Our friend in the office answered the phone. He said “It’s Rose. Get here quick.” I explained that we were headed up the interstate, but were forty minutes away. Our hazard lights were on and I was waving a white sheet of paper in the windshield. Still some people refused to pull over into the right lane. At one point we passed in the grass and lost a hubcap. The beeper kept going off. The calls kept coming: “What hospital do we take her to?” “How far away are you now?”

My one question was ”Is she still breathing?”

Seizure Mama speaks to parents:

Let’s play a different version of the terrible game we parents play, “Second Guess Yourself.” Only this time let’s change it from ‘What if I had…’ to “What if I had NOT…?”

Examining the events described above, what if I had NOT…

1. …let Rose’s teacher know that she had epilepsy.
2. …set up an alert system including beeper and phone. (This occurred before cell phones.)
3. …left an emergency bag in the office with emergency medications in it?

If I had chosen to hide Rose’s seizures to avoid the stigma, would she still be here?

The Art Stayed

Rose was home bound several times during her twelve years of public school.  It was during these periods that we saw her academic struggles up close.

She would go from knowing her multiplication tables to not remembering them, but the art stayed.

Rose could spell words one week and forget them the next, but the art stayed.

She would read a story and forget the names of the main characters, but the art stayed.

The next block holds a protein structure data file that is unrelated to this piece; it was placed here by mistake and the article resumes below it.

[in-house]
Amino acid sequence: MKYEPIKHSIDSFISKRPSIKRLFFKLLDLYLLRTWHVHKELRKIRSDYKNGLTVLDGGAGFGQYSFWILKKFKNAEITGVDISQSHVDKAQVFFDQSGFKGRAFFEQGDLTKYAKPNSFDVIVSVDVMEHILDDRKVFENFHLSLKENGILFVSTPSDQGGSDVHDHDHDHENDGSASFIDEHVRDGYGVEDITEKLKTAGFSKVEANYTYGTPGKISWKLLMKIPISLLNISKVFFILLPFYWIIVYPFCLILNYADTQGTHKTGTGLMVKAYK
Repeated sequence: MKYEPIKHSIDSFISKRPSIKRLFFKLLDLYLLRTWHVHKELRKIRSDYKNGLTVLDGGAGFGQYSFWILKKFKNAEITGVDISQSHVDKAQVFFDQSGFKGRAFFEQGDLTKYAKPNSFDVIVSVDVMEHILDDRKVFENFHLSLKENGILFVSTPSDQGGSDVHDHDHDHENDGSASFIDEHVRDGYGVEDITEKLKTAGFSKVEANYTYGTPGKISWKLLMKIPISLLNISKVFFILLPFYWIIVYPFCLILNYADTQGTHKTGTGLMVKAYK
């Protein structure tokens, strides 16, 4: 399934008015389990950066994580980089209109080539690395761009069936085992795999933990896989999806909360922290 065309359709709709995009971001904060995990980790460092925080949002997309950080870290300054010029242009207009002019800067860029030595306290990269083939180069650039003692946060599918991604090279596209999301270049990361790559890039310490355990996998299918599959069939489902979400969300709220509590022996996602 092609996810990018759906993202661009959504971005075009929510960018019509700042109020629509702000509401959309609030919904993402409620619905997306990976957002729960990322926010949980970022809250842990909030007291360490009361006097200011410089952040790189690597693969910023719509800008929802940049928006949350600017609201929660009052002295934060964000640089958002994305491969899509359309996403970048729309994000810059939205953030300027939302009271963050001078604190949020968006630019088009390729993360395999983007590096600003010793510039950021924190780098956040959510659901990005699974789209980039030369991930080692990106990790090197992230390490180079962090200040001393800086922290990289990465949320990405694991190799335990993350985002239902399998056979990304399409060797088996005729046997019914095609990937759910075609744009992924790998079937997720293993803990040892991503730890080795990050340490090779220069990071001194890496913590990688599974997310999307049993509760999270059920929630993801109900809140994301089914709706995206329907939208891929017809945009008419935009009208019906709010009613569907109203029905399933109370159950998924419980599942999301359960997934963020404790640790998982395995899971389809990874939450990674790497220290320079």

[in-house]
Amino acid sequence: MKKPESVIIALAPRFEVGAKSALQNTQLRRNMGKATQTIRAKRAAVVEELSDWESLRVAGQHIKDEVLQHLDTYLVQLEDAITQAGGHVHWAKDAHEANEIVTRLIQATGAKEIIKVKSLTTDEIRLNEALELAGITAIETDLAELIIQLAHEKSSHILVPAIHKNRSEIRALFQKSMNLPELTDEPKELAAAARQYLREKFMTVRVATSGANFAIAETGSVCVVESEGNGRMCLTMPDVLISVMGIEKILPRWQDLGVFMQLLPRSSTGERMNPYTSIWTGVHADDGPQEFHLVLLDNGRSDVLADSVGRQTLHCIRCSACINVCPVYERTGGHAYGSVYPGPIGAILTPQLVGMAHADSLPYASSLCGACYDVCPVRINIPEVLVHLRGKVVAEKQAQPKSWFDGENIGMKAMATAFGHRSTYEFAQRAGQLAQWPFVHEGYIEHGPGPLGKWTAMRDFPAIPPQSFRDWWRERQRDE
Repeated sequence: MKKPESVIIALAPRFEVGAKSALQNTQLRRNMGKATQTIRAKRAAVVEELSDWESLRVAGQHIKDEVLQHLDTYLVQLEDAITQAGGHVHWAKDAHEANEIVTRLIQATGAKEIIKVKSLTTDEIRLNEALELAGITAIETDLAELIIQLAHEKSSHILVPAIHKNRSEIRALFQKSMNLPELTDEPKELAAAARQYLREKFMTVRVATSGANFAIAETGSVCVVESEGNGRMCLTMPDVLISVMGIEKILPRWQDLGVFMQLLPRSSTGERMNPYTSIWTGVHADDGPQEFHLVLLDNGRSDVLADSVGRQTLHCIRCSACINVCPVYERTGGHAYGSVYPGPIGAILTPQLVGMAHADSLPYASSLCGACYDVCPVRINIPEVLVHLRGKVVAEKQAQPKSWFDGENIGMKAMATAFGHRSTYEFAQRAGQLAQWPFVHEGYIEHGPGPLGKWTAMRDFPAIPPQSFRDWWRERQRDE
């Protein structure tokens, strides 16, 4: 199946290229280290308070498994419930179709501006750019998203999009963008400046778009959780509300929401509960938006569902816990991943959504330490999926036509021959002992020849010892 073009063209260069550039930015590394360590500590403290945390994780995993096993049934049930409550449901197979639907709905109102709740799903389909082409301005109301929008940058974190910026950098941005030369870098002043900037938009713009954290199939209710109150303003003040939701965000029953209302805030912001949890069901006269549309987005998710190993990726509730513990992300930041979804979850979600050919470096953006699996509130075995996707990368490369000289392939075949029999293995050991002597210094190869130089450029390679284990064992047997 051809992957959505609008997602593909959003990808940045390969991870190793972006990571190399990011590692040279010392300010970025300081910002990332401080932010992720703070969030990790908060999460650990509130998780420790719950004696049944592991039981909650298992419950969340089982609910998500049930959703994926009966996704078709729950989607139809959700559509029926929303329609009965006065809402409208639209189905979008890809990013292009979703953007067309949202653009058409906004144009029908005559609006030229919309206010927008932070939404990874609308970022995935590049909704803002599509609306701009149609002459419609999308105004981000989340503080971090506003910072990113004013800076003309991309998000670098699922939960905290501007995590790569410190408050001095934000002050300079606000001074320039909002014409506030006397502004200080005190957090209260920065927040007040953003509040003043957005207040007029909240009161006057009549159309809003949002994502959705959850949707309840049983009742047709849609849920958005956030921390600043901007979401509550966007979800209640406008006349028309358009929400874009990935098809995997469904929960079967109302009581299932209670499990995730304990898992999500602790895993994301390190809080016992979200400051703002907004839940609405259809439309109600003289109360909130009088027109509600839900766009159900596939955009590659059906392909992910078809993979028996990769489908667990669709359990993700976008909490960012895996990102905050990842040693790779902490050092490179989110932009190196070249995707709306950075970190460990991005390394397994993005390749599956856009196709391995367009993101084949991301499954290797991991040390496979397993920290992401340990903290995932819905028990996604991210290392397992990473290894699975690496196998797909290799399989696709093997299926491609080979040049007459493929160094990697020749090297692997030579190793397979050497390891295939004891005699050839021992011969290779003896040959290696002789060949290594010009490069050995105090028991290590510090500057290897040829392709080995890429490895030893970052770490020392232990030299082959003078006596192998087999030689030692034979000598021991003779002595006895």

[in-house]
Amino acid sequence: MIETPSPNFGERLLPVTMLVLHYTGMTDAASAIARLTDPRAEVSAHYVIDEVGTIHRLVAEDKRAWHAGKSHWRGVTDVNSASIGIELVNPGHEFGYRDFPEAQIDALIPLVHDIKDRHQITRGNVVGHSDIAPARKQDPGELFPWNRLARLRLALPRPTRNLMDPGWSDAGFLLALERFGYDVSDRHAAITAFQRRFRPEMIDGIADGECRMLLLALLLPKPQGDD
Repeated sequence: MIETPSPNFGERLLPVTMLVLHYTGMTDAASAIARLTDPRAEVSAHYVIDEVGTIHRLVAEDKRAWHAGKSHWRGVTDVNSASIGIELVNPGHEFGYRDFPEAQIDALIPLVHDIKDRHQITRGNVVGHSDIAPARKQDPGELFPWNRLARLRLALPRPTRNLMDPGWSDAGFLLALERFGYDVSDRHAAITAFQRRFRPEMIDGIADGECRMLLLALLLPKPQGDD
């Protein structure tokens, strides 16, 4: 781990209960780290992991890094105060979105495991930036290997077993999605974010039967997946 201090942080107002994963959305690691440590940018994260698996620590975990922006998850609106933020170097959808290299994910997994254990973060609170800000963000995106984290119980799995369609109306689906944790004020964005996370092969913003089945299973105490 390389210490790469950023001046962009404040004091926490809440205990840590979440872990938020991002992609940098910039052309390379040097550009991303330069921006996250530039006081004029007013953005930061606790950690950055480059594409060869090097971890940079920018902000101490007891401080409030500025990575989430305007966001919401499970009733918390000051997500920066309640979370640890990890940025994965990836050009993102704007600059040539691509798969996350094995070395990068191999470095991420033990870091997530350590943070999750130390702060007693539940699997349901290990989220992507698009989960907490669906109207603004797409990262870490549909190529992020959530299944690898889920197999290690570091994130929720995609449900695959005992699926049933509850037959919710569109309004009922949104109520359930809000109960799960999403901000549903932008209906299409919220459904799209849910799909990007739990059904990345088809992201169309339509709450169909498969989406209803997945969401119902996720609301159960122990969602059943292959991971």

When everything else seemed to be flushed from her brain by seizures and side effects, she could still mix a perfect flamingo pink paint and create beauty with her shaky hands.

There were times when we gave up on academics and just did art.

When nothing would go in, the art still came out.

Her teachers were understanding through these roller coaster rides.

When she was stuck in the Epilepsy Monitoring Unit for days at a time, Rose made hotmats. She asked the healthcare workers which colors they wanted and custom made them for people. It was a great way to keep her busy. The nurses and staff thought it was super cute.

When the academic struggles get to be too much for your child,

draw their spelling words, make a math collage, make up a story…

Sometimes it is better to pause than to pass.

Seizure Mama speaks to parents:

I am a former teacher. I knew how important it was for Rose to not fall behind in school.  I also knew how unimportant it was for Rose to fall behind in school.

While she was home bound in grades 3 and 4, her teachers and I refused to frustrate her by pushing the curriculum. One of her teachers said it was like trying to teach a blind person colors.

We worked to keep her moving forward in any way that worked. Art always worked. It was also a way to reassure all of us that Rose was still in there, through all the seizures and side effects.

They could have been terrible times, but we did not let them be terrible. Sometimes you have to let go of the agenda and go with the flow.

Seizure Mama/Flower Roberts

Epilepsy Blog Relay Post: June 23, 2019